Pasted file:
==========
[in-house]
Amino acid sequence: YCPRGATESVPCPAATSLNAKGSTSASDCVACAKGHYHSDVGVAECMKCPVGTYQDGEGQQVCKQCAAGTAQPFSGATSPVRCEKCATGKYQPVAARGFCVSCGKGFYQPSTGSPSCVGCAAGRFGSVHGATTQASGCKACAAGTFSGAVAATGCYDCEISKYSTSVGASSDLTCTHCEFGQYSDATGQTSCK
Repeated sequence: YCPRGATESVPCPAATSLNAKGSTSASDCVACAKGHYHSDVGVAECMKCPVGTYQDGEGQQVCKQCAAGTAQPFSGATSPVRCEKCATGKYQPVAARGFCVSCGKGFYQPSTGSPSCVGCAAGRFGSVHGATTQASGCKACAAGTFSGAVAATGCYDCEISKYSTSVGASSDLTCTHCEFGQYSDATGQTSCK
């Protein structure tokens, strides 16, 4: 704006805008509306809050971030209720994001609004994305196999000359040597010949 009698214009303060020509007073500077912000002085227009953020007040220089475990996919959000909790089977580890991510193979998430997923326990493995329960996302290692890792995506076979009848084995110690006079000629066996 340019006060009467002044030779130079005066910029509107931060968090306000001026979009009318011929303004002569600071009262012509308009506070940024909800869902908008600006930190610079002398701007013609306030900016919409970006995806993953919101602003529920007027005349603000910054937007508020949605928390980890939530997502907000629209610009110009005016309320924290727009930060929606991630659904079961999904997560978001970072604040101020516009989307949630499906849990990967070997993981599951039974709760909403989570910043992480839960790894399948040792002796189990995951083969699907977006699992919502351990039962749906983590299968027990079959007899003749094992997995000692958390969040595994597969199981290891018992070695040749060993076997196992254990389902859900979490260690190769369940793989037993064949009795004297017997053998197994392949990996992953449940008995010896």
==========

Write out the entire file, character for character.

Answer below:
[in-house]
Amino acid sequence: YCPRGATESVPCPAATSLNAKGSTSASDCVACAKGHYHSDVGVAECMKCPVGTYQDGEGQQVCKQCAAGTAQPFSGATSPVRCEKCATGKYQPVAARGFCVSCGKGFYQPSTGSPSCVGCAAGRFGSVHGATTQASGCKACAAGTFSGAVAATGCYDCEISKYSTSVGASSDLTCTHCEFGQYSDATGQTSCK
Repeated sequence: YCPRGATESVPCPAATSLNAKGSTSASDCVACAKGHYHSDVGVAECMKCPVGTYQDGEGQQVCKQCAAGTAQPFSGATSPVRCEKCATGKYQPVAARGFCVSCGKGFYQPSTGSPSCVGCAAGRFGSVHGATTQASGCKACAAGTFSGAVAATGCYDCEISKYSTSVGASSDLTCTHCEFGQYSDATGQTSCK
């Protein structure tokens, strides 16, 4: 704006805008509306809050971030209720994001609004994305196999000359040597010949 009698214009303060020509007073500077912000002085227009953020007040220089475990996919959000909790089977580890991510193979998430997923326990493995329960996302290692890792995506076979009848084995110690006079000629066996 340019006060009467002044030779130079005066910029509107931060968090306000001026979009009318011929303004002569600071009262012509308009506070940024909800869902908008600006930190610079002398701007013609306030900016919409970006995806993953919101602003529920007027005349603000910054937007508020949605928390980890939530997502907000629209610009110009005016309320924290727009930060929606991630659904079961999904997560978001970072604040101020516009989307949630499906849990990967070997993981599951039974709760909403989570910043992480839960790894399948040792002796189990995951083969699907977006699992919502351990039962749906983590299968027990079959007899003749094992997995000692958390969040595994597969199981290891018992070695040749060993076997196992254990389902859900979490260690190769369940793989037993064949009795004297017997053998197994392949990996992953449940008995010896």